Any device can be employed as the electron source so long as it can maintain a constant potential or current. The best device is a potentiostat; however, under proper conditions, a pack of batteries can be used. In an embodiment employing an electrochemical circuit to provide the electrons, the cathode consists of an electrically-conductive substrate. The substrate can be either a homogeneous metal, semimetal, or semiconductor (stainless steel, pyrolytic carbon, or silicon, for example) or an insulating support coated with a thin layer of conductive material, such as glass coated with a thin layer of tin oxide or chromium. In the latter case, the conductive layer may cover the entire surface of the insulating support or it may consist of a two-dimensional image such as lines, separated by insulating regions.

The voltage and/or current can be further regulated by a device such as a photoconductive layer whose properties depend upon the intensity of light impinging on it. By this means, patterned interlayers can be grown. The voltage can also be applied by using a light source, provided the electrode is a photovoltaic one. Thus, a pattern can be projected through a screen. The intensity of the light will then define the voltage at different spots on the electrode.

In principle, electrons also can be supplied from a chemical source. For example, a mirror of sodium metal can be deposited on the electrode followed by the polymeric film. Upon introduction of the solution, the catalytic reagent will diffuse through the polymer film to the sodium mirror and react with it, resulting in the reduced form. The reduced species will then diffuse back into the film and react with the metal to be deposited.

The Matrix

Preferred matrices are film-forming polymers that can be swelled in a solvent or mixture of solvents to accommodate an electron transfer agent. Contemplated polymers include, but are not limited to, the following: polyolefins including polyethylene, polypropylene, polybutadiene; polyolefin rubbers; polyionomers; polyacrylates including polymethylmethacrylate, polyhydroxyethylmethacrylate; polyacrylonitrile, poly(acrylonitrile, butadiene, styrene); polystyrene; polyvinylacetate; polyvinyl alcohol; polyacrylamide; vinyl polymers including polyvinylchloride (PVC) and fluoride, polyvinylidene chloride and fluoride; polyphenyleneoxide; polyimides; polyamides; polyesters; polysulfones; polycarbonates; polyurethanes; polysiloxanes; polyethyleneoxide; natural polymers including cellulose and cellulose esters; fluoropolymers including copolymers of tetrafluoroethylene; swellable inorganic polymers including polyphosphates; organometallic polymers, sol-gel ceramics; polyelectrolytes; ion exchange polymers; proteins; dextrin, starch; agar; agarose, and the like. This invention also contemplates matrices of microporous materials such as ceramics, zeolites and the like which, although they may not swell, provide an appropriate environment for metal reduction/deposition. Included within the scope of this invention are all homopolymers, copolymers, prepolymers, gels, blends, mixtures, block and graft copolymers, ionomers, polymer salts, microporous materials and the like that comprise one or more of the recited matrix materials.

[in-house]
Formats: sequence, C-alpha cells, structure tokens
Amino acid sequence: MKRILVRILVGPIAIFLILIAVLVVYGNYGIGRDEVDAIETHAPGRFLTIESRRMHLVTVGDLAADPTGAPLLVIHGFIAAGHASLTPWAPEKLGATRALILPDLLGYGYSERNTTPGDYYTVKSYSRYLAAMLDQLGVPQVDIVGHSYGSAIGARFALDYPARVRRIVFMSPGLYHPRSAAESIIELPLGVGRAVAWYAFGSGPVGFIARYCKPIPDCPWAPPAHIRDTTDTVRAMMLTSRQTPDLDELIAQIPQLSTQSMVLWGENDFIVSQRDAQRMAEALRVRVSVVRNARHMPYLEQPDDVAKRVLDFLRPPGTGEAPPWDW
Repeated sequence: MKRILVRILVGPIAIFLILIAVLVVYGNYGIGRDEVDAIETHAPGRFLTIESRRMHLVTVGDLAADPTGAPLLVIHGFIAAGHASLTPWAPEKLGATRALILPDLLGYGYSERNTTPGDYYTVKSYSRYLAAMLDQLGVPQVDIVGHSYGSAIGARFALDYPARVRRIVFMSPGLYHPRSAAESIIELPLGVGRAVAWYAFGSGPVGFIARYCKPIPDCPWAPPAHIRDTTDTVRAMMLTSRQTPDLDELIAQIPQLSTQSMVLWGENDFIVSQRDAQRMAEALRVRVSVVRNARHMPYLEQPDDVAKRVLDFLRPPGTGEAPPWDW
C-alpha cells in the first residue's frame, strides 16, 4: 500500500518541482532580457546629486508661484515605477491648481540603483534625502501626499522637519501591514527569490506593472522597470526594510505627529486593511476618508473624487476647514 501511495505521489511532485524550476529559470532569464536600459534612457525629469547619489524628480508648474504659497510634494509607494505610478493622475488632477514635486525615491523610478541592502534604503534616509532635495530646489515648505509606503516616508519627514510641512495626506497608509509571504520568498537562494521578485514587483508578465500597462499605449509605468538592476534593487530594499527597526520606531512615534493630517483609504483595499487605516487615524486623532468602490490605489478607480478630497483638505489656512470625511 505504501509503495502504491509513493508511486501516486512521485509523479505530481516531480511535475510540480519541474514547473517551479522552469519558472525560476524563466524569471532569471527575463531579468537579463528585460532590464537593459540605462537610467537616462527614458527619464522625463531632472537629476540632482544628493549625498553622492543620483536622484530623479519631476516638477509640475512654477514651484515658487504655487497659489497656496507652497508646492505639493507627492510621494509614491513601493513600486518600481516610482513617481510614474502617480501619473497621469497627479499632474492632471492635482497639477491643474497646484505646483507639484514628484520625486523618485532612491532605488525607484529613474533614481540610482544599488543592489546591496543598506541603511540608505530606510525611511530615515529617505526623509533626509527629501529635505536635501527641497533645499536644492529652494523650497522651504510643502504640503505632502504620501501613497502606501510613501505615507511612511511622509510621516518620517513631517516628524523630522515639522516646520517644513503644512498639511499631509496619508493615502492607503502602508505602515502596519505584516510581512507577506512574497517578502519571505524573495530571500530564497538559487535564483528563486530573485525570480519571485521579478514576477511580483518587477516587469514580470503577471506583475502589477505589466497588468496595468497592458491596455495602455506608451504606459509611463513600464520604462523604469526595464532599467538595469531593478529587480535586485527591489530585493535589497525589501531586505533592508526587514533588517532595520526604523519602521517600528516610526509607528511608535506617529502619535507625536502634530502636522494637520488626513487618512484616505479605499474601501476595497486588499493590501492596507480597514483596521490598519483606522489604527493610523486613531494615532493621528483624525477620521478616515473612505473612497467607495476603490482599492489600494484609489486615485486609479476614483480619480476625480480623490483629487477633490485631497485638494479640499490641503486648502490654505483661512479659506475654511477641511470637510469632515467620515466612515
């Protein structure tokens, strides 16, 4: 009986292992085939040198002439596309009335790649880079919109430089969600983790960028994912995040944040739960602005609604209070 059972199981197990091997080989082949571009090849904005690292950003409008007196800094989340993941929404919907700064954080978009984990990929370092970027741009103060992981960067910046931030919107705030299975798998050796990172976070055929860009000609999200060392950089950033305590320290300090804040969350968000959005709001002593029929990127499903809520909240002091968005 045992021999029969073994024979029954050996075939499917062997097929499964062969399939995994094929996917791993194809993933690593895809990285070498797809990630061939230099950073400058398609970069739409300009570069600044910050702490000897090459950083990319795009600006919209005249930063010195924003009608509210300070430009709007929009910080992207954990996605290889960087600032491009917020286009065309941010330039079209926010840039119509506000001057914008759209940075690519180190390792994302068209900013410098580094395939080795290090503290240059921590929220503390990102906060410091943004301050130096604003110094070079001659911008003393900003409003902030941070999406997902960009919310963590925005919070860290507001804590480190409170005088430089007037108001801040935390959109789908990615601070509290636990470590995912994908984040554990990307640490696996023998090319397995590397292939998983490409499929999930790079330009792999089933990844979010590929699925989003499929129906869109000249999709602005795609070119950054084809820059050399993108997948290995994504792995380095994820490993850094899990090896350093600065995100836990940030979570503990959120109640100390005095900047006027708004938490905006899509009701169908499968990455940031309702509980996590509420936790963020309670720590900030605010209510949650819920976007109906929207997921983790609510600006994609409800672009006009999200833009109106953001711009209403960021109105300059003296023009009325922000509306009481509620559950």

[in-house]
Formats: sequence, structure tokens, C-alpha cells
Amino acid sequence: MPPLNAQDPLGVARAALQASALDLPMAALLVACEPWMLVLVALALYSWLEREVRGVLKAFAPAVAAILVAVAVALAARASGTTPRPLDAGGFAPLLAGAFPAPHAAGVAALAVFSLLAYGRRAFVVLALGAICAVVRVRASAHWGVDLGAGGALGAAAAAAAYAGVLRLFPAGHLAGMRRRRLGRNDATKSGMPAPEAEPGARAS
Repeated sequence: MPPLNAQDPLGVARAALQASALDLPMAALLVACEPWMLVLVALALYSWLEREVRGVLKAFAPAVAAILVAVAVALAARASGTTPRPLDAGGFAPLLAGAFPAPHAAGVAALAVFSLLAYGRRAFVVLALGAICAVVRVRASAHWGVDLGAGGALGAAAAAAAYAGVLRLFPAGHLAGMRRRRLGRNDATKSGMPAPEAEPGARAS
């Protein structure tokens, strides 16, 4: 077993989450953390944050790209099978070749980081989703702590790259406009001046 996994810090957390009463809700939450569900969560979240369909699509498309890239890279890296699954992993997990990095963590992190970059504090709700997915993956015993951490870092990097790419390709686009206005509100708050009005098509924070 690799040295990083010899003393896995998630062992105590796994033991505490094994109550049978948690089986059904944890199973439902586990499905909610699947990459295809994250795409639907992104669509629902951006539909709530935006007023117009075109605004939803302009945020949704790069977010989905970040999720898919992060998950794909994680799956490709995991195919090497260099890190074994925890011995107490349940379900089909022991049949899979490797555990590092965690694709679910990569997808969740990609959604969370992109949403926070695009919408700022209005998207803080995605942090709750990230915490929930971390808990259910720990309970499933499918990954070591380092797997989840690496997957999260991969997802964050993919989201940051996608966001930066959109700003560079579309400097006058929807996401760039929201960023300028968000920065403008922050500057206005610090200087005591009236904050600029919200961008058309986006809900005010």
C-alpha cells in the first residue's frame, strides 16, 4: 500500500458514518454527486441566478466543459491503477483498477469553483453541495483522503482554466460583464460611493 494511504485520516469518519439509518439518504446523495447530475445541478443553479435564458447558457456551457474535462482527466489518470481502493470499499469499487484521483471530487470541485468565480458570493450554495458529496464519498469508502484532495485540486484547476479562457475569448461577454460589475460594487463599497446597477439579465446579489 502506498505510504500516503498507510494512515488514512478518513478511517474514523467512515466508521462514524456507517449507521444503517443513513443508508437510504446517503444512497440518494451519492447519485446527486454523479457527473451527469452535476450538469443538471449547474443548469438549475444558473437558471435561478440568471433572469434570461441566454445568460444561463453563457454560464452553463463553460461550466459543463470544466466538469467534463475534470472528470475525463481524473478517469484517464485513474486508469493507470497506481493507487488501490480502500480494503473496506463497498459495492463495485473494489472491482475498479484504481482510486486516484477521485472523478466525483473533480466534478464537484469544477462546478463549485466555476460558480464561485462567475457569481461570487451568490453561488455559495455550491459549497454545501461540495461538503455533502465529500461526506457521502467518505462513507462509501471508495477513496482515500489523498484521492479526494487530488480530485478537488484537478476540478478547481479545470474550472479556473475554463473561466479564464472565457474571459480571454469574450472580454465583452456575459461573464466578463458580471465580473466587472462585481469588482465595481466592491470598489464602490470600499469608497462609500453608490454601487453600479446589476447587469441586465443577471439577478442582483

The swelling of the polymer is preferentially in the direction perpendicular to the electrode surface. This can be achieved by proper deposition on the electrode surface with strong adhesion between the electrode and the film. Otherwise, the film may become partially detached from the electrode and non-uniform deposition may result. In cases where the solvent dissolves the film, a non-solvent can be added to adjust the degree of swelling. The solvent should have a high enough polarity to dissolve the supporting electrolyte, the metal salt and the catalytic reagent.

The matrix may be electroactive itself, as detailed in U.S. Pat. No. 4,512,855. Nevertheless, employment of a suitable transfer agent, per this invention, may be advantageous. Use of a soluble transfer agent can enable changing of the period of time necessary for interlayer production by change of the transfer agent concentration. The soluble transfer agent employed may not require the reducing potential otherwise necessary for matrix reduction.

The Metals